Foreign Secretary Shringla flags increased radicalism in Europe

Foreign Secretary Shringla flags increased radicalism in Europe

Foreign Secretary discussed challenges from China, Pak. at talks in Germany

Referring to the recent incidents of violent attacks in France, Foreign Secretary Harsh Shringla took a tough line on “radicalism in Europe” during his official meetings in Germany on Monday. He also stressed on India’s concerns over the coronavirus pandemic, the military standoff at the Line of Actual Control with China, and cross-border attacks from Pakistan.

“As you know, India has faced multiple challenges in the recent months due to the pandemic, tensions on our northern border [China] and the ever-present menace of terrorism on our western border [with Pakistan],” Mr. Shringla is understood to have said, without naming either country, at the start of talks in Berlin with German Foreign office and Chancery officials on Monday.

Sources said the Foreign Secretary told his German interlocutors that Europe is witnessing a “manifestation of radicalism and extremism”, saying that knife and shooting attacks in France linked to Islamist radicals in the past week vindicates India’s stand that “terror knows no boundaries”.

“Unfortunately, the terrorists are united in purpose and action while we, the victims, are yet to be so. Ironically some countries who are the fountainhead of terror are practising dissimulation and claiming to be victims of terror to gain international sympathy,” he told German officials, in an apparent reference to Pakistan’s criticism of French President Emmanuel Macron’s response to the attacks as a form of “Islamophobia”.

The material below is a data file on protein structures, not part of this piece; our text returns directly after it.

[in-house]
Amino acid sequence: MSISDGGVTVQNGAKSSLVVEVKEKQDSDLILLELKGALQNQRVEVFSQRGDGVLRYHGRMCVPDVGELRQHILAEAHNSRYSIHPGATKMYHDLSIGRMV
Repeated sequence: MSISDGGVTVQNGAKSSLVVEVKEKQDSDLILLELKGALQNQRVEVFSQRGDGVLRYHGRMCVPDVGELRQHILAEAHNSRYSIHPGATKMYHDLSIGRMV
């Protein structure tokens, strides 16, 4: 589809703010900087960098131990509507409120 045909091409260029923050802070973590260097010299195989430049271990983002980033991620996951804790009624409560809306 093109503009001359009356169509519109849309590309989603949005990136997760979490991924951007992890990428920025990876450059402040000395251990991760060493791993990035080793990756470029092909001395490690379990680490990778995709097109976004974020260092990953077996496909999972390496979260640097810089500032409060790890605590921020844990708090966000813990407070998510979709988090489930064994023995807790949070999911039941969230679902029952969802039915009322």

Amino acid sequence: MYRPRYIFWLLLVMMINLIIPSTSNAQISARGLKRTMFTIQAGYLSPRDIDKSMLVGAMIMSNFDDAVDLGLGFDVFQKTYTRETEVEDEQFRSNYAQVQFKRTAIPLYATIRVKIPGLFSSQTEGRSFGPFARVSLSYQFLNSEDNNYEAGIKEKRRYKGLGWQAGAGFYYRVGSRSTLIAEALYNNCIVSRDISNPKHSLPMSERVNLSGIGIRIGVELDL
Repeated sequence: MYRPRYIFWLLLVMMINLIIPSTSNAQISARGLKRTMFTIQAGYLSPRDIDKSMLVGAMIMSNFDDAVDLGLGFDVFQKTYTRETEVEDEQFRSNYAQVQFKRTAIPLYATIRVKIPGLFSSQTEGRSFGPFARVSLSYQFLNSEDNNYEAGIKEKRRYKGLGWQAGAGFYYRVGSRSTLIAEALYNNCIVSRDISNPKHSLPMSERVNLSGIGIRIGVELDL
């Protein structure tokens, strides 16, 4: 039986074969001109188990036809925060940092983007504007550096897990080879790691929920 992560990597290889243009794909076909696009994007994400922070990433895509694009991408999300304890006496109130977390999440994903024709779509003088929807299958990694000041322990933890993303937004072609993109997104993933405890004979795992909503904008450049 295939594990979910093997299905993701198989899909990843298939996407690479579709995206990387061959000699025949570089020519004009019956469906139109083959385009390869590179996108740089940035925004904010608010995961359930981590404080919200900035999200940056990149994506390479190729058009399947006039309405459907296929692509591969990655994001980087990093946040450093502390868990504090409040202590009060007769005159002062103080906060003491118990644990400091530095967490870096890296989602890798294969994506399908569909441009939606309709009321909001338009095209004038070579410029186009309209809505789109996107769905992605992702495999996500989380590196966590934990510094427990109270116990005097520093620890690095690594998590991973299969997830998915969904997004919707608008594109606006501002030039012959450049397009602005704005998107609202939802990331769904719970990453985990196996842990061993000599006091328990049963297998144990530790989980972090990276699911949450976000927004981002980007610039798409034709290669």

Mr. Shringla also said like-minded countries must work to together to disrupt terror networks that are both “underground and on the Internet”.

Mr. Shringla, who is on a week-long 3-nation tour of Europe, visited Paris prior to travelling to Berlin, and will travel next to London. In Paris, Mr. Shringla had carried a similar message on the radicalism that fuelled “lone-wolf” attacks in France.

Mr. Shringla also referred to India’s “multiple challenges” from China, Pakistan and the pandemic, in remarks to think-tanks he met in Berlin, said sources. These mirrored statements in Paris where he said the tensions at the LAC represented the “worst crisis in decades on our border with China”, asserting that India had dealt with the PLA aggression with “firmness and maturity”.

In a suggested reference to China’s Belt and Road Initiative, Mr. Shringla added that “debt trap diplomacy in the garb of improving infrastructure and connectivity” constitutes a threat to the sovereignty of nations, and welcomed Germany’s new strategy for the Indo-Pacific, which assigns an important role for India.

Referring to China in an interview published in an Australian newspaper on Monday, German Defence Minister Anne Kramp-Karrenbauer also said Germany does not “turn a blind eye on unequal investment conditions, aggressive appropriation of intellectual property [] or attempts to exert influence by means of loans and investments.”

Foreign Secretary Shringla has made the Indo-Pacific policy a key focus of his Europe visit, and after France and Germany, is expected to make a significant speech on India’s Indo-Pacific policy at leading think-tank, Policy Exchange, in London on Wednesday.

Mr. Shringla said the Indian economy had begun to recover from the shock from the pandemic and the lockdown, and government reforms had helped rebuild “consumer sentiment and investment” in the country. He called on German companies to increase their focus on bilateral trade with India, contrasting the combined size of the Indian and German economies at €5 trillion ($5.82 trillion) with bilateral trade volume of just €19 Billion ($22.1 billion), which he said indicated potential for much more.

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